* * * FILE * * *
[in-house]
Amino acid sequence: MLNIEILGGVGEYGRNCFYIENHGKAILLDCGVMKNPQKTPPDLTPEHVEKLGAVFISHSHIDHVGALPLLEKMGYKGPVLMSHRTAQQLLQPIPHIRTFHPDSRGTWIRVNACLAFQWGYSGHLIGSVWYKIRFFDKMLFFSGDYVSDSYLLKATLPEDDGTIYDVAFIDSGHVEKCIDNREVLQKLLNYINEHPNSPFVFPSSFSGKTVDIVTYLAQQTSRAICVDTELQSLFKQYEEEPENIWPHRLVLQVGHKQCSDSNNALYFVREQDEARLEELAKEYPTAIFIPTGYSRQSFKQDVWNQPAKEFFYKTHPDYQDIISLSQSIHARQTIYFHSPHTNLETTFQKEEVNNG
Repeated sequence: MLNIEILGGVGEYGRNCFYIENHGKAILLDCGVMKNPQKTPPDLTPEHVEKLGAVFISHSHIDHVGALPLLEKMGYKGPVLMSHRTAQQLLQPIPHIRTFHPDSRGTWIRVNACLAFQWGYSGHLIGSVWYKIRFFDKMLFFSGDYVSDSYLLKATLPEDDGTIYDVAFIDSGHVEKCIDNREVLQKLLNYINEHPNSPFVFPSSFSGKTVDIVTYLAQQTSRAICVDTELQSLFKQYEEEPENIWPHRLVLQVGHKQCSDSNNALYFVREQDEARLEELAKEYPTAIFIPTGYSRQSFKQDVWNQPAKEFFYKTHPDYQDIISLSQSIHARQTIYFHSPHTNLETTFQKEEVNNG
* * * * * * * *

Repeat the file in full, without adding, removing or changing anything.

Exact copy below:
[in-house]
Amino acid sequence: MLNIEILGGVGEYGRNCFYIENHGKAILLDCGVMKNPQKTPPDLTPEHVEKLGAVFISHSHIDHVGALPLLEKMGYKGPVLMSHRTAQQLLQPIPHIRTFHPDSRGTWIRVNACLAFQWGYSGHLIGSVWYKIRFFDKMLFFSGDYVSDSYLLKATLPEDDGTIYDVAFIDSGHVEKCIDNREVLQKLLNYINEHPNSPFVFPSSFSGKTVDIVTYLAQQTSRAICVDTELQSLFKQYEEEPENIWPHRLVLQVGHKQCSDSNNALYFVREQDEARLEELAKEYPTAIFIPTGYSRQSFKQDVWNQPAKEFFYKTHPDYQDIISLSQSIHARQTIYFHSPHTNLETTFQKEEVNNG
Repeated sequence: MLNIEILGGVGEYGRNCFYIENHGKAILLDCGVMKNPQKTPPDLTPEHVEKLGAVFISHSHIDHVGALPLLEKMGYKGPVLMSHRTAQQLLQPIPHIRTFHPDSRGTWIRVNACLAFQWGYSGHLIGSVWYKIRFFDKMLFFSGDYVSDSYLLKATLPEDDGTIYDVAFIDSGHVEKCIDNREVLQKLLNYINEHPNSPFVFPSSFSGKTVDIVTYLAQQTSRAICVDTELQSLFKQYEEEPENIWPHRLVLQVGHKQCSDSNNALYFVREQDEARLEELAKEYPTAIFIPTGYSRQSFKQDVWNQPAKEFFYKTHPDYQDIISLSQSIHARQTIYFHSPHTNLETTFQKEEVNNG